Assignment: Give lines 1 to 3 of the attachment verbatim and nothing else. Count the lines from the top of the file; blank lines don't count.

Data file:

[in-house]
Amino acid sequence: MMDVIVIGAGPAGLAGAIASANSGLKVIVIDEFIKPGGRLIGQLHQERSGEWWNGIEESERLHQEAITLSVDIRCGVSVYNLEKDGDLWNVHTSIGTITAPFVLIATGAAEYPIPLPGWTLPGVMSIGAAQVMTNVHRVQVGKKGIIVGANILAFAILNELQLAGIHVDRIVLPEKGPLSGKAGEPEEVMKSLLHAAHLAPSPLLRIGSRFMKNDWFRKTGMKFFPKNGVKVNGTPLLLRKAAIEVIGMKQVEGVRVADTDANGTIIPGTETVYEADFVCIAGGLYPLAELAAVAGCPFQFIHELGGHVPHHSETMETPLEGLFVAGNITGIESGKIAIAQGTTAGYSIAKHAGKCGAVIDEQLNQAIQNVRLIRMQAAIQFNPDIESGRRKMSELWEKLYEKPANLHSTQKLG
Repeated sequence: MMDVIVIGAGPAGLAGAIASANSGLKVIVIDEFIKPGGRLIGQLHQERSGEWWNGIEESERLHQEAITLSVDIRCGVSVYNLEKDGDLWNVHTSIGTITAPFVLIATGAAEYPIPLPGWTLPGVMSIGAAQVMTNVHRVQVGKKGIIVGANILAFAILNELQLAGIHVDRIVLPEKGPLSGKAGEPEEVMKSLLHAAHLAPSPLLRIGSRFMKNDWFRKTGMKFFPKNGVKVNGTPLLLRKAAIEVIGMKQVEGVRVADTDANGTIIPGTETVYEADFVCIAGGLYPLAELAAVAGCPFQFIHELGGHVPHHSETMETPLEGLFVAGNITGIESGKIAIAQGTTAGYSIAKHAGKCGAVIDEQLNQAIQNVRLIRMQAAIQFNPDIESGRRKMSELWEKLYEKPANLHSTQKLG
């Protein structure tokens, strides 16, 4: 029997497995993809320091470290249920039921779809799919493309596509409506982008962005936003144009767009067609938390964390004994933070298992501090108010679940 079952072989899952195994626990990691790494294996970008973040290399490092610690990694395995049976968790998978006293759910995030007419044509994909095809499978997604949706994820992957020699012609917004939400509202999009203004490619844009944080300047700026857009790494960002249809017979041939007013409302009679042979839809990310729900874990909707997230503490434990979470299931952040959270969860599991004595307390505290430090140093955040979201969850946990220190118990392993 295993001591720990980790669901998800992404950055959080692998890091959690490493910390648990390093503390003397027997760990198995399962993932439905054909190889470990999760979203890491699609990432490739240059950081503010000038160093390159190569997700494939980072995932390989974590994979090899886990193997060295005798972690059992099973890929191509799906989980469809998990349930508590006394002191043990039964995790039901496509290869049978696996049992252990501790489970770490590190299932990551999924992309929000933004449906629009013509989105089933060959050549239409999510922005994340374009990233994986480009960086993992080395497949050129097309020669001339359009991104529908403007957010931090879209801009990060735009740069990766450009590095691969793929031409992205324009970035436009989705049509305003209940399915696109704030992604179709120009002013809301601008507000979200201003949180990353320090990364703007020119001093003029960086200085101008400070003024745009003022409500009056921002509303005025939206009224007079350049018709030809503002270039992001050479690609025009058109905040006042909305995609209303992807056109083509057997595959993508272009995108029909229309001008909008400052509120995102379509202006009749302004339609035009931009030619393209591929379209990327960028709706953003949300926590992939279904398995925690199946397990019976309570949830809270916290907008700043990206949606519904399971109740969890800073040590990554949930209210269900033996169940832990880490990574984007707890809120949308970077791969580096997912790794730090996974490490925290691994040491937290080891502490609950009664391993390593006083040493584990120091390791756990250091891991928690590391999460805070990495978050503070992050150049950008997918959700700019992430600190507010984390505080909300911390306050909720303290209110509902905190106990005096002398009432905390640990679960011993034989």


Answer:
[in-house]
Amino acid sequence: MMDVIVIGAGPAGLAGAIASANSGLKVIVIDEFIKPGGRLIGQLHQERSGEWWNGIEESERLHQEAITLSVDIRCGVSVYNLEKDGDLWNVHTSIGTITAPFVLIATGAAEYPIPLPGWTLPGVMSIGAAQVMTNVHRVQVGKKGIIVGANILAFAILNELQLAGIHVDRIVLPEKGPLSGKAGEPEEVMKSLLHAAHLAPSPLLRIGSRFMKNDWFRKTGMKFFPKNGVKVNGTPLLLRKAAIEVIGMKQVEGVRVADTDANGTIIPGTETVYEADFVCIAGGLYPLAELAAVAGCPFQFIHELGGHVPHHSETMETPLEGLFVAGNITGIESGKIAIAQGTTAGYSIAKHAGKCGAVIDEQLNQAIQNVRLIRMQAAIQFNPDIESGRRKMSELWEKLYEKPANLHSTQKLG
Repeated sequence: MMDVIVIGAGPAGLAGAIASANSGLKVIVIDEFIKPGGRLIGQLHQERSGEWWNGIEESERLHQEAITLSVDIRCGVSVYNLEKDGDLWNVHTSIGTITAPFVLIATGAAEYPIPLPGWTLPGVMSIGAAQVMTNVHRVQVGKKGIIVGANILAFAILNELQLAGIHVDRIVLPEKGPLSGKAGEPEEVMKSLLHAAHLAPSPLLRIGSRFMKNDWFRKTGMKFFPKNGVKVNGTPLLLRKAAIEVIGMKQVEGVRVADTDANGTIIPGTETVYEADFVCIAGGLYPLAELAAVAGCPFQFIHELGGHVPHHSETMETPLEGLFVAGNITGIESGKIAIAQGTTAGYSIAKHAGKCGAVIDEQLNQAIQNVRLIRMQAAIQFNPDIESGRRKMSELWEKLYEKPANLHSTQKLG